5.0 Mustang & Super FordsHow To Paint Body
Chin Spoiler And Curb Alert
Before we get to the heart of this month's TI, let's take our penchant for fast Mustangs out of the equation. Yes, it's a given that performance is paramount for most enthusiasts, but for this effort our focus is on another aspect of 'Stangbanging.
Another important criteria for a 'Stang's hotness is its appearance; moreso its ride height or "stance," which most 'Stangbangers wouldn't place higher than the top of a shoe. Yes, dropping a Mustang's body position is one of the other first mods that is executed shortly after taking possession of a Pony (if it hasn't already been lowered).
Of course, there are a variety of bolt-on, lowering-spring, coilover, and spindle/control-arm packages that can quickly plant your Mustang in the weeds. However, that's not our objective this month. Our mission with this exercise is to put a little additional low in our '02 Mustang GT's profile by adding a Mach I-style chin spoiler from AmericanMuscle.com.
The spoiler (PN 11005G99; $64.99), which is patterned after the OEM piece found on the '03-'04 Mach 1, is a perfect styling touch for the front of lowered New Edge 'Stangs (GT, V-6, and non-Terminator Cobras) and bolts-on in roughly 30 minutes if you have a buddy to help, as well as the necessary handtools for the job.
Although the molded one-piece, hard-rubber strip is stronger than the factory chin spoiler, its position on a New Edge Mustang--especially a Pony that has been dropped--makes it super susceptible to sustaining damage from speed bumps, parking stops, and curbs. To that end, a second element of this project is about protecting a chin spoiler (or splitter, air dam, bumper cover, and so on) from such damage by installing a cool new device that we also found in AmericanMuscle's catalog.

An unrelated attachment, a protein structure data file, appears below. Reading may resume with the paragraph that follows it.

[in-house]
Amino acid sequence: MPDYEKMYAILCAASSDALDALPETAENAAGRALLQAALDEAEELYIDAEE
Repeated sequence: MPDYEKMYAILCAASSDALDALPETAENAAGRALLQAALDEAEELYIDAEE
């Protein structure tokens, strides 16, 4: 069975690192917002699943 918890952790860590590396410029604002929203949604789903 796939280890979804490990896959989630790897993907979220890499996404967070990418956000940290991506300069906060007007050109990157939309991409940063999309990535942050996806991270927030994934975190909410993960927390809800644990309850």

The Curb Alert Pro (PN 94600; $159.95) is a bolt-on, park-assist system that gives drivers an audible alert whenever contact with one of the aforementioned, usually-solid objects is imminent. Putting this warning system in place is a do-it-yourself enterprise that shouldn't take more than an hour to finish. While the chin spoiler does require drilling a series of 1?4-inch holes for its included fasteners, the Curb Alert Pro technically mounts to a Pony's bumper cover without any drilling or cutting. However, as you'll see in the photos and captions of our slightly custom version of the basic installation procedures (performed by Saul "The Surgeon" Gutierrez of Extreme Automotive), our Pony's spoiler does undergo a little razor-blade trimming, which allows us to position the alert's sensor where we believe it will be most effective--incorporated directly into the spoiler.